A few weeks before Amy Winehouse's death, her name and face flashed in front of my eyes with a sense of dread, but I thought no more about it until the news came last Saturday.
In spite of this, I still gasped when I learned that Amy Winehouse, that sultry-voiced, beehived mega-talent, had died at only 27.
I initially thought that if she knew of her fate, then she would have stopped using. But never having been an addict, I have no idea what it's like. It took comedian Russell Brand's observations to wake me up, for if anyone knows about addiction, it would be Russell Brand. A former addict who attends AA meetings three times a week to keep himself in check, he said that addicts strive for a dream-like state when they're awake and stumble through life in a brown haze.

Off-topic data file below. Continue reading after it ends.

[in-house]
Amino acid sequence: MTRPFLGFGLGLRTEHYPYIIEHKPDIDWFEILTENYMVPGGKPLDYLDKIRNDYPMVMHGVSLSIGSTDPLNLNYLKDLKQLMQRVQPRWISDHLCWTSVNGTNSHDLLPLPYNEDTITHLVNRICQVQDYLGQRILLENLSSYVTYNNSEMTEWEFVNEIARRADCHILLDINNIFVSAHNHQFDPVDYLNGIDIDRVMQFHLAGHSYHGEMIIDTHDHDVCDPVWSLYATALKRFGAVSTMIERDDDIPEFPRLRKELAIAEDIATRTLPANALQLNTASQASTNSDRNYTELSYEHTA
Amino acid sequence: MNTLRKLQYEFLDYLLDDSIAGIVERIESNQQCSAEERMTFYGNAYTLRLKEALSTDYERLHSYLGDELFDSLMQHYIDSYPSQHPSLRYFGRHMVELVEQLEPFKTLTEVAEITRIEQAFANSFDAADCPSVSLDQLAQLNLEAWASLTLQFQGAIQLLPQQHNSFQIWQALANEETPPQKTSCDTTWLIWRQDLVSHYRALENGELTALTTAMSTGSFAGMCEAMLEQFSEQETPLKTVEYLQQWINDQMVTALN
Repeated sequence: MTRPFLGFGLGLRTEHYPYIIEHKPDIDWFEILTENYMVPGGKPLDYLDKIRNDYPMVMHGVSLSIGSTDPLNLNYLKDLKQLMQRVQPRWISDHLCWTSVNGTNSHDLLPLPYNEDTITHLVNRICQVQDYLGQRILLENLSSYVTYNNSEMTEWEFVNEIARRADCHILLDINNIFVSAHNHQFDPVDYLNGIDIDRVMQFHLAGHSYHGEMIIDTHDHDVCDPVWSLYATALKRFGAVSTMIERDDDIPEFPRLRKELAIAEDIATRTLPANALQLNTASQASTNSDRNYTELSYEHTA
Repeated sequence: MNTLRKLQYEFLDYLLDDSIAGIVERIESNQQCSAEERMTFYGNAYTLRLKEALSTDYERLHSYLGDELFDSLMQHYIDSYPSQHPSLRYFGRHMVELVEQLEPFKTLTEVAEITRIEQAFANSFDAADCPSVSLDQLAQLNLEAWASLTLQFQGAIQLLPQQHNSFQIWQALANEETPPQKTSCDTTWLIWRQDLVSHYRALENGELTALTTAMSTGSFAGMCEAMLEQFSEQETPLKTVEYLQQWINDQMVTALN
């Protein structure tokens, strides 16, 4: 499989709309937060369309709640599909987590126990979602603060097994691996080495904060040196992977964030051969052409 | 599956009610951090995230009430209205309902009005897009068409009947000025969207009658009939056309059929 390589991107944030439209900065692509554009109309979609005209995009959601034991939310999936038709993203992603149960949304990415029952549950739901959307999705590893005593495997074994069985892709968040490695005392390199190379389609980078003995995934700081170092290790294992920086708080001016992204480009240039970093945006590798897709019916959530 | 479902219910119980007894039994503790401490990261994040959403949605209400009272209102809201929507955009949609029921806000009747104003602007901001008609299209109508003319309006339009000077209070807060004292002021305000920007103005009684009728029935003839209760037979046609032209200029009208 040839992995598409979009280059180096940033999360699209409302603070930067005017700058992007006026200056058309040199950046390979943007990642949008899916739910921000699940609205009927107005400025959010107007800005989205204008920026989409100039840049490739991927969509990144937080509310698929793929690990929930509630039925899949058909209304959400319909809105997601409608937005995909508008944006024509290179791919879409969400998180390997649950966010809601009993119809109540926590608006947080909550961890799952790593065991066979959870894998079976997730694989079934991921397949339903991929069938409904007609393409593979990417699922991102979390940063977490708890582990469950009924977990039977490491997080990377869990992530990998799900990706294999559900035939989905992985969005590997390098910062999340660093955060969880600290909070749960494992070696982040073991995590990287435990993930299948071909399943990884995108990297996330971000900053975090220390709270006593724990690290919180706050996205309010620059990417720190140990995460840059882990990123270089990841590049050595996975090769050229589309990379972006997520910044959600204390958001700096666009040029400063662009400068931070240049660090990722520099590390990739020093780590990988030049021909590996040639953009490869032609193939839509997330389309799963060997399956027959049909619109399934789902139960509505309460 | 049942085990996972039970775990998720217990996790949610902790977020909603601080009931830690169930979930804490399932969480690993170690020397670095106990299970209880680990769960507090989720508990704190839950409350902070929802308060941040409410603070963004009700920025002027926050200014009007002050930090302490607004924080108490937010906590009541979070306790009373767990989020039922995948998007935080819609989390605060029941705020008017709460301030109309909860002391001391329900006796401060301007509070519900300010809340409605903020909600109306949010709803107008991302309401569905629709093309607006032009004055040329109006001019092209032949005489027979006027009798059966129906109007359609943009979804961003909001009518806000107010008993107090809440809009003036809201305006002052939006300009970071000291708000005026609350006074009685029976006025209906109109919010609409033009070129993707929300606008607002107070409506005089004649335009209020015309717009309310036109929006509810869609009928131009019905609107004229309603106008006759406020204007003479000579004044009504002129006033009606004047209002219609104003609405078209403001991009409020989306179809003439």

I now know that Amy Winehouse had been forewarned but was too far gone to even care, though her genius and her ability to blend jazz, blues, pop and soul into one, couldn't be drowned out by booze and drugs. The very definition of genius, after all, the ability to combine the old and come up with something entirely unique and new. And that was Amy Winehouse, a genius who was infinitely likeable underneath it all.
Maybe it was her integrity and in spite of stumbling and getting in her own way, that she was here to live life on her own terms with verve and vigor and style.
When I first saw her in "Rehab," I thought here's the ultimate chick, a cross between a fifties waitress slinging hash in a roadside diner and a smoke-filled lounge house chanteuse, strutting around in that black beehive, heavily lined eyes and sailor tattoos. I tried imitating that style, but I couldn't because there's nothing like the original, and Amy Winehouse was nothing if not an original.